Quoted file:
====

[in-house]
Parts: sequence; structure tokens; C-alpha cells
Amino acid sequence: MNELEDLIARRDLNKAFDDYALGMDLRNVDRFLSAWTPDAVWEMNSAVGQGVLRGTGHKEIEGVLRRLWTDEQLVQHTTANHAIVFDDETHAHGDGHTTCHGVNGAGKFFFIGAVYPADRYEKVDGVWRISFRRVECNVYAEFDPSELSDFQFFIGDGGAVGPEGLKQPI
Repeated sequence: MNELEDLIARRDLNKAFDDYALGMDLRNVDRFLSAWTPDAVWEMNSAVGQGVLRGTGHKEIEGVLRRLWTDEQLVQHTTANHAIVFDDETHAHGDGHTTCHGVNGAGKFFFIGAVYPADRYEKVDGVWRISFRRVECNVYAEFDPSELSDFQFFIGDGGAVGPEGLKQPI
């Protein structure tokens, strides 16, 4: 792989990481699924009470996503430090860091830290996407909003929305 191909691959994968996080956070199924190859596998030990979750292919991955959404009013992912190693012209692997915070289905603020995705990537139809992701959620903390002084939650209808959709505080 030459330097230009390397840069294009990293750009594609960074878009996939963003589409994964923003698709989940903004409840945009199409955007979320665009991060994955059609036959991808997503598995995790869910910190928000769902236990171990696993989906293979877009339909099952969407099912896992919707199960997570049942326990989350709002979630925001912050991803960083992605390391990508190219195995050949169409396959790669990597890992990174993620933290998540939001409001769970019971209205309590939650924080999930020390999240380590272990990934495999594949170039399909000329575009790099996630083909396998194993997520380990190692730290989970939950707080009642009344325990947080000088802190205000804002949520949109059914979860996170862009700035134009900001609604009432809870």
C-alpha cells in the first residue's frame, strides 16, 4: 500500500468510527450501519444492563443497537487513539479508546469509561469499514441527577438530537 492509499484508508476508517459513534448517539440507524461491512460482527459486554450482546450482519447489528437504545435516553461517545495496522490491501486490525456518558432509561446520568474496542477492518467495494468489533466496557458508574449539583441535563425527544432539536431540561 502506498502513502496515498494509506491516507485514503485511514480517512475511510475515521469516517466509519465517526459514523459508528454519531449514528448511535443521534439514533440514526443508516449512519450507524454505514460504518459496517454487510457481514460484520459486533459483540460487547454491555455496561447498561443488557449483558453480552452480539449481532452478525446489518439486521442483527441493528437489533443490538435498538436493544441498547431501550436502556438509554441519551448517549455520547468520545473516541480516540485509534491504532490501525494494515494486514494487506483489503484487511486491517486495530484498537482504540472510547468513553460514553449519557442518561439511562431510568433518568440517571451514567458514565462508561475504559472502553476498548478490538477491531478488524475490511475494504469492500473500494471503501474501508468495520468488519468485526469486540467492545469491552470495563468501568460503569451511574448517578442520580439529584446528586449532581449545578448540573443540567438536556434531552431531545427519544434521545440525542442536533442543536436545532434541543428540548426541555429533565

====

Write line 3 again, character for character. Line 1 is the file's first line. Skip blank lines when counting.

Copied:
Amino acid sequence: MNELEDLIARRDLNKAFDDYALGMDLRNVDRFLSAWTPDAVWEMNSAVGQGVLRGTGHKEIEGVLRRLWTDEQLVQHTTANHAIVFDDETHAHGDGHTTCHGVNGAGKFFFIGAVYPADRYEKVDGVWRISFRRVECNVYAEFDPSELSDFQFFIGDGGAVGPEGLKQPI